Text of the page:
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Title: Mechanical properties of materials for fusion power plants
Author: Forsik, Stéphane Alexis Jacques
ISNI:       0000 0004 2711 7348
Awarding Body: University of Cambridge
Current Institution: University of Cambridge
Date of Award: 2009
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Fusion power is the production of electricity from a hot plasma of deuterium and tritium, reacting to produce particles and 14 MeV neutrons, which are collected by a cooling system. Their kinetic energy is transformed into heat and electricity via steam turbines. The constant ux of neutrons on the rst wall of the reactor produces atomic displacement damage through collisions with nuclei, and gas bubbles as a result of transmutation reactions. This leads eventually to hardening and embrittlement. Designing a material able to withstand such intensity of damage is one of the main aims of research in the field of controlled fusion. In the past decades, many experiments have been carried out to understand the formation of radiation-induced damage and quantify the changes in mechanical properties of irradiated steels, but the lack of facilities prevents us from testing candidate materials in a fusion-like environment. Modelling techniques are utilised here to extract information and principles which can help estimate changes in steels due to damage. The elongation and yield strength of various low-activation ferritic/martensitic steels were modelled by neural networks and Gaussian processes. These models were used to make predictions which were compared to experimental values. Combined with other techniques and thermodynamic tools, it was possible to understand the evolution of the mechanical properties of irradiated steel, with a particular focus on the role of chromium and the roles of irradiation temperature and irradiation dose. They were also used to extrapolate data related to fission and attempt to make predictions in fusion conditions. A set of general recommendations concerning the database used to train the neural networks were made and the usage of such a modelling technique in materials science is discussed. An attempt to optimise the performance of neural networks by suppressing some random aspects of the training is presented. Models of the elongation, yield strength and ductile-to-brittle transition temperature trained following this procedure were created and compared to classical models.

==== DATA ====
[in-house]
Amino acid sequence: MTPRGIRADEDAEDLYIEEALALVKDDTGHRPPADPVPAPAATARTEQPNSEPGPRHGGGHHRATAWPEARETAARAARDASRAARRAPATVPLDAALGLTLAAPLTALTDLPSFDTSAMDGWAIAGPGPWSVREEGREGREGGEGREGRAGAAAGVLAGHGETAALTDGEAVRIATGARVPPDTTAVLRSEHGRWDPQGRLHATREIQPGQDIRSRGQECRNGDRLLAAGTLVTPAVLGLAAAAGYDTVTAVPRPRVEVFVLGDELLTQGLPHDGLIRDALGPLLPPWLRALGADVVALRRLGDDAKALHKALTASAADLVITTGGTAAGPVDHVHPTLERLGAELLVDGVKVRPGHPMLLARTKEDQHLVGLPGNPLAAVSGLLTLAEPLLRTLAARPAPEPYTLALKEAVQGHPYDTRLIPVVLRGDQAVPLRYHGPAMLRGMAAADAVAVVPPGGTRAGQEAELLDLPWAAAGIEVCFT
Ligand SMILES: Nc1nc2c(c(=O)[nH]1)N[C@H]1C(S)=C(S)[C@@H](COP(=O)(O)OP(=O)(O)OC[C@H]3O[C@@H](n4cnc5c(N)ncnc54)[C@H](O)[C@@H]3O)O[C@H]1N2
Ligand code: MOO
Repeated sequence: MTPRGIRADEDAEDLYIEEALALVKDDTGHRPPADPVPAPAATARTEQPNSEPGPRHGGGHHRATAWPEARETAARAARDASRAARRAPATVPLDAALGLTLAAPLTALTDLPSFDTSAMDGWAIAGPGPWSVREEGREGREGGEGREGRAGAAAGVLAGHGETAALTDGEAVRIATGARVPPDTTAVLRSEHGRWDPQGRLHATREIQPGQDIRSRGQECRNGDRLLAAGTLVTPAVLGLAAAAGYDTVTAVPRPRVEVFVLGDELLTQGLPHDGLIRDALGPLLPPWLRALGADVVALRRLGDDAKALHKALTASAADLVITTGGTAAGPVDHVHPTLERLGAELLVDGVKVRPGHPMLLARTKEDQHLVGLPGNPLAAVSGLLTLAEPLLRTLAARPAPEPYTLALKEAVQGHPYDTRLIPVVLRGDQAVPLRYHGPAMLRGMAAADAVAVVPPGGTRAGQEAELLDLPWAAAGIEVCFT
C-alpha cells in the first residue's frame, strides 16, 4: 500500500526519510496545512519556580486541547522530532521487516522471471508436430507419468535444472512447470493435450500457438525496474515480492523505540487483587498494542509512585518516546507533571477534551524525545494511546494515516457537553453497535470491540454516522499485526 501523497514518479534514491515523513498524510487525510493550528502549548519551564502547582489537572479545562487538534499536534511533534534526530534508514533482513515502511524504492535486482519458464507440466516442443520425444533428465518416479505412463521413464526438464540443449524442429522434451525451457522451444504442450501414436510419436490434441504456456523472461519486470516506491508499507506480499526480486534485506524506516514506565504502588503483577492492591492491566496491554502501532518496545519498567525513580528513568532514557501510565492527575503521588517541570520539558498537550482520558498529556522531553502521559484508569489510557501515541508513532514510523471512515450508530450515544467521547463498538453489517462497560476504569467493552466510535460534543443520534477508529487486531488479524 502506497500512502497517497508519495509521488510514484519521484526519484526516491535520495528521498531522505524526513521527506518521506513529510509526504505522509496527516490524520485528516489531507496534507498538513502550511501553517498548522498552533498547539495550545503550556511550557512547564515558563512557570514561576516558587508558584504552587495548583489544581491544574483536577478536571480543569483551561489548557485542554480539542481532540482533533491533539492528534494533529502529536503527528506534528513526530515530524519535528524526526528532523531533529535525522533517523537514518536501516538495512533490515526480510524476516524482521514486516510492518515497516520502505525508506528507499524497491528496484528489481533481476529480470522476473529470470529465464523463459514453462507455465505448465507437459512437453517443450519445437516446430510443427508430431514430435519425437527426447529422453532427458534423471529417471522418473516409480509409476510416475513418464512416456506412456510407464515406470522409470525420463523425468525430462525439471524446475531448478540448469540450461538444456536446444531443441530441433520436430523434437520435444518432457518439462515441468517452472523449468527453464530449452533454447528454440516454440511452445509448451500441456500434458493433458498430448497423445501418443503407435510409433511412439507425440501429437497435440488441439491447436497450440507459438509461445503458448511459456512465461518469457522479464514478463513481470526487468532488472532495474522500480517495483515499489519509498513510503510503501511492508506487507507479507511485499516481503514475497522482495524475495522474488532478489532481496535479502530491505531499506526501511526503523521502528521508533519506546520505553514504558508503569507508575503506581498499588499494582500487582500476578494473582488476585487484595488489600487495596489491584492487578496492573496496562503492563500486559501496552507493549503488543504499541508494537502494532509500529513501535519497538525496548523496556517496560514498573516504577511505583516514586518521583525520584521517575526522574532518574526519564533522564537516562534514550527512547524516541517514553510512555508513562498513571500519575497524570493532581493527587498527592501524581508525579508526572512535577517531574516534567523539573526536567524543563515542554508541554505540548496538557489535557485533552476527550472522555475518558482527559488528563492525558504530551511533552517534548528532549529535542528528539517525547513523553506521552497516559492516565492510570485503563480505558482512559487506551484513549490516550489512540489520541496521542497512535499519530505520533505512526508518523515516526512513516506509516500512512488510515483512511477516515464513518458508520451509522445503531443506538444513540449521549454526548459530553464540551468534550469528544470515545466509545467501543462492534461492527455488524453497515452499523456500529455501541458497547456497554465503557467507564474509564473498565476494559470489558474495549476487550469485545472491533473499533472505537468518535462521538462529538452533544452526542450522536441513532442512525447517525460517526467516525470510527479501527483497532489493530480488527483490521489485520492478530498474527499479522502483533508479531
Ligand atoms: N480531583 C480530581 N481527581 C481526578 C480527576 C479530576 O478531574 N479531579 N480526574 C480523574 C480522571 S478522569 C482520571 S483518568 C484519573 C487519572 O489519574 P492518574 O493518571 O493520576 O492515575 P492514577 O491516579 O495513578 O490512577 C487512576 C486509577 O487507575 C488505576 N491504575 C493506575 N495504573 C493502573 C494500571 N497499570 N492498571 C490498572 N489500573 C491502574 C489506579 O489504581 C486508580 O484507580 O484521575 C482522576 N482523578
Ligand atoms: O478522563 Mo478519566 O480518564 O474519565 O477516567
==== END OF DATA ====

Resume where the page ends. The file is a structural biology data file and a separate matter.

Supervisor: Bhadeshia, H. K. D. H. Sponsor: Engineering and Physical Sciences Research Council
Qualification Name: Thesis (Ph.D.) Qualification Level: Doctoral